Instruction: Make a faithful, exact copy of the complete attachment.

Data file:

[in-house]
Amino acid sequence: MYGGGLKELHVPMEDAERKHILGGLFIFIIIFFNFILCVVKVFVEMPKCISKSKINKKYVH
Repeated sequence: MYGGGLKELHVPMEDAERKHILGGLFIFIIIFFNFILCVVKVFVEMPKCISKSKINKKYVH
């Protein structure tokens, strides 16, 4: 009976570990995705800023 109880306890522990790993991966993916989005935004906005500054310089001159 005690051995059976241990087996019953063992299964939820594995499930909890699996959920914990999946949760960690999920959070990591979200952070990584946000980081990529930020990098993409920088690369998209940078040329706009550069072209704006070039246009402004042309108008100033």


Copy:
[in-house]
Amino acid sequence: MYGGGLKELHVPMEDAERKHILGGLFIFIIIFFNFILCVVKVFVEMPKCISKSKINKKYVH
Repeated sequence: MYGGGLKELHVPMEDAERKHILGGLFIFIIIFFNFILCVVKVFVEMPKCISKSKINKKYVH
């Protein structure tokens, strides 16, 4: 009976570990995705800023 109880306890522990790993991966993916989005935004906005500054310089001159 005690051995059976241990087996019953063992299964939820594995499930909890699996959920914990999946949760960690999920959070990591979200952070990584946000980081990529930020990098993409920088690369998209940078040329706009550069072209704006070039246009402004042309108008100033």